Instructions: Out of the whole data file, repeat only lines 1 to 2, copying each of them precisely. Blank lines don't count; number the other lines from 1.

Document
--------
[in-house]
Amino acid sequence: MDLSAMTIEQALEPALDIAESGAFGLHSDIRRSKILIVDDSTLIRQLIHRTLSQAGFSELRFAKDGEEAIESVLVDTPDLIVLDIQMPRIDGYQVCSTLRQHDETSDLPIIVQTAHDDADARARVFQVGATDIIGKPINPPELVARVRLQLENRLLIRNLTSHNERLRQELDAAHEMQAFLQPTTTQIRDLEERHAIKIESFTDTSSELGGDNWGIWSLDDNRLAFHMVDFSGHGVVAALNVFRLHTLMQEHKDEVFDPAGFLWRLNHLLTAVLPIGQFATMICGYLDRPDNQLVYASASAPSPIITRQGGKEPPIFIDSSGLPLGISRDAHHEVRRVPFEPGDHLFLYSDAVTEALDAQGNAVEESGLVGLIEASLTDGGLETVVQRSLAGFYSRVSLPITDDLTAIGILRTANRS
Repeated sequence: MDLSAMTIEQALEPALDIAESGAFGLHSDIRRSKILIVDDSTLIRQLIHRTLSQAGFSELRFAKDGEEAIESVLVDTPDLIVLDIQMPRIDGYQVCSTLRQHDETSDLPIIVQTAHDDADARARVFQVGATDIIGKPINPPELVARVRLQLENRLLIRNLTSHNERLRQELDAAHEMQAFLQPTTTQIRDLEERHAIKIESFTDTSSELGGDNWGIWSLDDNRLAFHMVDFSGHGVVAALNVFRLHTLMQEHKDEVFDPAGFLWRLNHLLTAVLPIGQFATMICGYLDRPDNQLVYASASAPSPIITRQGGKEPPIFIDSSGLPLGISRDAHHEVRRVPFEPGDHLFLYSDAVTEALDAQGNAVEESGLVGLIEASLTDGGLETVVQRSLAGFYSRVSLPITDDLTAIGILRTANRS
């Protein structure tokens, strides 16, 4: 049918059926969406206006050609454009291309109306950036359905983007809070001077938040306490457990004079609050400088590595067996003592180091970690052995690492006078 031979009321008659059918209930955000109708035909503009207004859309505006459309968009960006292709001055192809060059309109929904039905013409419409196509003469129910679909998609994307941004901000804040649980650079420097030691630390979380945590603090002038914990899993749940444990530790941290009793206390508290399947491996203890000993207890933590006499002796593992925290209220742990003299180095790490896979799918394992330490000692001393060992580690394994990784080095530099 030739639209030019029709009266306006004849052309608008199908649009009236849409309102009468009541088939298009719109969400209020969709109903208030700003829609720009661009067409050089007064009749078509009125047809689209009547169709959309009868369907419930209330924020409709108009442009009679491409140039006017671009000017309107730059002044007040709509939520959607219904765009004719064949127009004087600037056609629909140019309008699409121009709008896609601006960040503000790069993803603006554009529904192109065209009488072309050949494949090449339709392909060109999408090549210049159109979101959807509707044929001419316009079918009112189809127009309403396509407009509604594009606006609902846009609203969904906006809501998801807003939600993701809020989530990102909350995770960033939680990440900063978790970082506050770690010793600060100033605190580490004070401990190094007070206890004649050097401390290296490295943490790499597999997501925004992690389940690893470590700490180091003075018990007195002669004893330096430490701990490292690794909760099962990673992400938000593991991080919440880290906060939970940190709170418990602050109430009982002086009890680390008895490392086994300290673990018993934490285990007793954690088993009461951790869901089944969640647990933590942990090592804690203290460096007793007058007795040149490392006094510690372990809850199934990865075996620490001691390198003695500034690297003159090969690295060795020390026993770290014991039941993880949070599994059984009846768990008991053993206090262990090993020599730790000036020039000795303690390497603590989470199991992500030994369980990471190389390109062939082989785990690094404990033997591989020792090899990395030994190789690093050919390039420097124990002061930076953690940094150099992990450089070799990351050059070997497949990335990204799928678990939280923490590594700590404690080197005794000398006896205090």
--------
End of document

[in-house]
Amino acid sequence: MDLSAMTIEQALEPALDIAESGAFGLHSDIRRSKILIVDDSTLIRQLIHRTLSQAGFSELRFAKDGEEAIESVLVDTPDLIVLDIQMPRIDGYQVCSTLRQHDETSDLPIIVQTAHDDADARARVFQVGATDIIGKPINPPELVARVRLQLENRLLIRNLTSHNERLRQELDAAHEMQAFLQPTTTQIRDLEERHAIKIESFTDTSSELGGDNWGIWSLDDNRLAFHMVDFSGHGVVAALNVFRLHTLMQEHKDEVFDPAGFLWRLNHLLTAVLPIGQFATMICGYLDRPDNQLVYASASAPSPIITRQGGKEPPIFIDSSGLPLGISRDAHHEVRRVPFEPGDHLFLYSDAVTEALDAQGNAVEESGLVGLIEASLTDGGLETVVQRSLAGFYSRVSLPITDDLTAIGILRTANRS